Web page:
However, things are likely to be closer against the Colts, meaning Knox may need to reproduce the breakout form he delivered earlier in the season.

Knox has a touchdown in four of his seven games in 2021. Against a Colts defense allowing the seventh-most TD drives in the NFL (27), he's a strong bet to find the endzone again.

Defense: Miami Dolphins @ New York Jets

Miami's ultra-aggressive defense created havoc in their stunning win over the Baltimore Ravens in Week 10. The Dolphins sacked Lamar Jackson four times, their commitment to relentlessly blitzing defensive backs derailing Baltimore's passing game, intercepted him once and forced two fumbles, with one returned for a touchdown.

Now they face a Jets team that has turned the ball over 22 times this season, committing 13 giveaways in their last four games.

They have turned to Joe Flacco in the belief the veteran, and not ailing second overall pick Zach Wilson or Mike White, gives them the best chance to win. However, Flacco threw an interception in each of his previous three appearances for the Jets last season. Despite the quarterback change, the signs still point to Miami's defense enjoying another disruptive day.

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  • Australian Open: No happy ever Rafter, Cash machine didn't pay out – Barty eyes glory after Aussie heroes fell short Australian Open: No happy ever Rafter, Cash machine didn't pay out – Barty eyes glory after Aussie heroes fell short

    Australia expects as Ash Barty faces Danielle Collins in Saturday's grand slam final at Melbourne Park.

    The world number one, from Ipswich, Queensland, will be bidding for her third grand slam singles title but a first at the Australian Open.

    The wait for a home champion has been a long one, but it could soon be over.

    Chris O'Neil was the last Australian winner of the women's singles, way back in 1978, while the last men's singles champion was Mark Edmondson in 1976.

    Australia has hardly been starved of tennis talent over the past 40 years, but for one reason or another, the home slam has been beyond their reach.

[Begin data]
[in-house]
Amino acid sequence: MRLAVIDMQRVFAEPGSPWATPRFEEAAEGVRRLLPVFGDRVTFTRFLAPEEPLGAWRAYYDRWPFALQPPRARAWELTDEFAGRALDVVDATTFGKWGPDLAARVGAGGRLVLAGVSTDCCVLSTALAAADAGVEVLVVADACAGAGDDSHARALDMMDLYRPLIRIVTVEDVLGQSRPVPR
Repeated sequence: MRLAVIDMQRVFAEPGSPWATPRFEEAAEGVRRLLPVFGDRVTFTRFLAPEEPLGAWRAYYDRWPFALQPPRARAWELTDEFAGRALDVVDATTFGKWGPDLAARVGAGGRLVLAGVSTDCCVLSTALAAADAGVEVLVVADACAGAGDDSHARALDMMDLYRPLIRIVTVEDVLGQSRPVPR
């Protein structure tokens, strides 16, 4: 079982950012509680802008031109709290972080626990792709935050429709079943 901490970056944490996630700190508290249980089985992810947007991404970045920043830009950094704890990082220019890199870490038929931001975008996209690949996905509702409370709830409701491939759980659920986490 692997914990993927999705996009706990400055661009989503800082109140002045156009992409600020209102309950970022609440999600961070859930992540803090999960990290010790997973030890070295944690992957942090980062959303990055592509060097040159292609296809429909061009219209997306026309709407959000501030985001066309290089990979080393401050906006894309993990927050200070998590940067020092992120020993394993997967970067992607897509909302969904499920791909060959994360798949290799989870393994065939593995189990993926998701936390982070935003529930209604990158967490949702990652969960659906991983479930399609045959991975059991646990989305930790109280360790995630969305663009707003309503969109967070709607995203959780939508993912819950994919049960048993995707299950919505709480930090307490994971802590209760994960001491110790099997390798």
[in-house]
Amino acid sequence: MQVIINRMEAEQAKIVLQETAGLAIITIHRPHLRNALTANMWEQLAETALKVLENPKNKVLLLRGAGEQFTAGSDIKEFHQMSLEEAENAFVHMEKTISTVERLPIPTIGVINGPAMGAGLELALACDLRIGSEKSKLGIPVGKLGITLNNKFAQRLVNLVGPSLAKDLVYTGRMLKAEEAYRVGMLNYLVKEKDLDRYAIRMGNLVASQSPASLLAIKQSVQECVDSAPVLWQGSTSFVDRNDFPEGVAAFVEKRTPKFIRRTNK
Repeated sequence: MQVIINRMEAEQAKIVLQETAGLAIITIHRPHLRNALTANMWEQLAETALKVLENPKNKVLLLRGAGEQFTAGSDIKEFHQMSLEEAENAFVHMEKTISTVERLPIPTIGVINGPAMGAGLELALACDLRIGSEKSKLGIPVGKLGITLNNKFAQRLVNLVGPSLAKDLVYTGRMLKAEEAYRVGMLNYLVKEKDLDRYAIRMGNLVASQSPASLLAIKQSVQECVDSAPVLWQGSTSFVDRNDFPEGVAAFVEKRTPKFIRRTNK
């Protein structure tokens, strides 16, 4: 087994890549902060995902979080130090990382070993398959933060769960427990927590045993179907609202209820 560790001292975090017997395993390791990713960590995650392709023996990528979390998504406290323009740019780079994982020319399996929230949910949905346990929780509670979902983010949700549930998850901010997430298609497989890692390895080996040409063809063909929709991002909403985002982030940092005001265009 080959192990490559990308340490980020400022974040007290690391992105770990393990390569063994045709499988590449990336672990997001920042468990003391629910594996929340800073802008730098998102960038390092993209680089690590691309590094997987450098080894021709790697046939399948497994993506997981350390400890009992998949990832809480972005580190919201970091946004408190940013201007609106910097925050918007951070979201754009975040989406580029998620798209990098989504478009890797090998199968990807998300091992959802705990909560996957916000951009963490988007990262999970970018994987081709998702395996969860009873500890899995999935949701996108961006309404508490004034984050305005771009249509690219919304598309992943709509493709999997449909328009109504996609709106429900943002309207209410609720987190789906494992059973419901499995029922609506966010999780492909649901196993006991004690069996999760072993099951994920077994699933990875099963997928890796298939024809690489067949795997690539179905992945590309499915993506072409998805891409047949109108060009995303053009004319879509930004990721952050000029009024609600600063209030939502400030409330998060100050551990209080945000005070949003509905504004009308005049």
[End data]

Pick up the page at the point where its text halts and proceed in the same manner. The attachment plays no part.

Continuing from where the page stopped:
Here, Stats Perform remembers the household names who have seen their hopes dashed in Melbourne.

    Jelena Dokic

    Dokic never came close in Melbourne, truth be told. Which is not to say she lacked the ability, having reached the Wimbledon semi-finals in 2000 and climbed as high as number four in the WTA rankings two years later. Dokic's career was blighted by a traumatic relationship with her overbearing and violent coach and father, Damir, whom she alleged physically abused her on many occasions. Her best performance at Melbourne Park came against all expectations, at the outset of a tour comeback in 2009 when she reached the quarter-finals, losing out there to Dinara Safina. Dokic, who is now 38 and retired from the tour, has been conducting on-court interviews during this year's Australian Open.

    Lleyton Hewitt

    'Rusty' won Wimbledon and US Open titles at the peak of his powers, and reached number one in the world at the age of 20. Before Roger Federer came along with different ideas, it seemed Hewitt might rule the roost in the men's game for years to come. He reached one Australian Open final, and in 2005 that was a glorious chance to secure a home major as he faced Russian Marat Safin in the final. Hewitt won the first set, but then Safin took command, winning in four. Incredibly, it would be the last grand slam men's singles final not to feature Federer, Rafael Nadal or Novak Djokovic until the 2014 US Open (Nishikori v Cilic).